News Coronavirus Coronavirus tracing app will not track people’s locations: MP

Coronavirus tracing app will not track people’s locations: MP

But the tracking app will record names, ages, postcodes and phone numbers. Photo: Getty
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Community privacy concerns have forced the Federal Government to insist a coronavirus tracing app will neither track people’s locations nor be available for law enforcement agencies to access.

Government Services Minister Stuart Robert said the soon-to-be-released app would be voluntary but conceded its effectiveness would be enhanced if the bulk of the population downloaded it.

He sought to play down concerns the app would track people’s location and get them into trouble if they failed to adhere to physical-distancing restrictions.

“All it will tell me is that you and I were in, for 15 minutes or more, 1.5 metres in proximity to each other,” he said.

“[It] won’t tell us where, because that’s irrelevant, or what you’re doing.

“We don’t care where you are or what you’re doing.”

The Government is developing the mobile phone app with the private sector, having accessed the coding Singapore used to develop its app.

Prime Minister Scott Morrison has said restrictions on the community could be eased in the months ahead if there is more testing, greater surveillance of those infected by coronavirus and much faster tracing of those they have had contact with.

Dr Marion Kainer said contact-tracing apps will help to control the spread of COVID-19 more quickly.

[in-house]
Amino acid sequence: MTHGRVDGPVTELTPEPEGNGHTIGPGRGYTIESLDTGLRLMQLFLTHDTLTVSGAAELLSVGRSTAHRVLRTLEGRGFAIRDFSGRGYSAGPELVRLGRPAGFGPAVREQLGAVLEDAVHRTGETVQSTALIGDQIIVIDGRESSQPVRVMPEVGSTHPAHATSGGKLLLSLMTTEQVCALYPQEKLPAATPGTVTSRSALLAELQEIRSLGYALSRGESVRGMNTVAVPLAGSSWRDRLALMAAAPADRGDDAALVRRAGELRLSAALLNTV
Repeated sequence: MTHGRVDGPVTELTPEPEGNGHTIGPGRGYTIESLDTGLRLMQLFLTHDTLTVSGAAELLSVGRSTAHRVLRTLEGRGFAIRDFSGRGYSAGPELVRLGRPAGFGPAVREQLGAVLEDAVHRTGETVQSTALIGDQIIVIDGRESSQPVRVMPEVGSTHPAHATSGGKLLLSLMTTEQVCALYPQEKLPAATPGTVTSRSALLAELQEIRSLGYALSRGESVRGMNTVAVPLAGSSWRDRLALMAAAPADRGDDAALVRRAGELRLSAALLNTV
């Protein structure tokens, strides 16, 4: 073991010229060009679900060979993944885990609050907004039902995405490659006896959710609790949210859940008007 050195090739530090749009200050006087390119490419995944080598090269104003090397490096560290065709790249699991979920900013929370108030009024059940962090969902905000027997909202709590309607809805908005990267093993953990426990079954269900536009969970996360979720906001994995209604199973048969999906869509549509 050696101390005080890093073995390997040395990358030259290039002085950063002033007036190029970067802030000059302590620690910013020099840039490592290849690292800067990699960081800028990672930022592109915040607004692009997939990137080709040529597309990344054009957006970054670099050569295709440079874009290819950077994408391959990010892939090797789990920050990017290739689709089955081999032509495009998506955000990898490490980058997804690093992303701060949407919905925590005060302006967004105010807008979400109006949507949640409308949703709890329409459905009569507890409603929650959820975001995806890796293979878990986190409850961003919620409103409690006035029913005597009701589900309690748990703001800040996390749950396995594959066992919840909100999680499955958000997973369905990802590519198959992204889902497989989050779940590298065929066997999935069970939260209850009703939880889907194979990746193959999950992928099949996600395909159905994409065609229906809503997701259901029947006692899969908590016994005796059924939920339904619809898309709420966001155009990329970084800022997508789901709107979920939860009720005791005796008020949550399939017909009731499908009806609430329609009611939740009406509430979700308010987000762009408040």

The Government has said it will need at least 40 per cent of the population to download the app for it to be effective.

Mr Robert said when people downloaded the app they would be required to enter:

  • their name
  • their age range
  • their postcode
  • their phone number

He said when people were within 1.5 metres for 15 minutes, the app via Bluetooth, would record the other person’s name and phone number.

“It would stay securely encrypted on your phone,” Mr Robert said.

“If I was confirmed positive, my data goes up to a central data store, only to state health officials, no-one else, and then they could rapidly call anyone I had been in close contact with.”

Mr Robert repeatedly said Commonwealth agencies and law enforcement would be unable to access the information.

He said the app would allow health authorities to trace who people had been in contact with quicker than manual contact tracing based on a person’s memory.

“It’s about speed and, of course, manually you might forget where you were,” Mr Robert said.

“Your memory might not be as good as you thought it was and you might not know the details of the person next to you.”

Epidemiologist Marion Kainer said the Government would have to ensure it allayed people’s privacy concerns.

But she said fast contact tracing would be essential to phasing out some restrictions imposed on the economy and people’s movements.

“The advantage of having an app like this [is] it allows the contact tracing to occur much more rapidly,” Dr Kainer said.

“Having the rapid contact tracing is essential in controlling this, so having an app may allow us to open up society to a much greater extent than if we didn’t have an app.”

Nationals MP and former deputy prime minister Barnaby Joyce has raised concerns a foreign power, such as the Chinese Government, could hack information collected by a new coronavirus tracing app. He had previously raised concerns the app would track where he had been.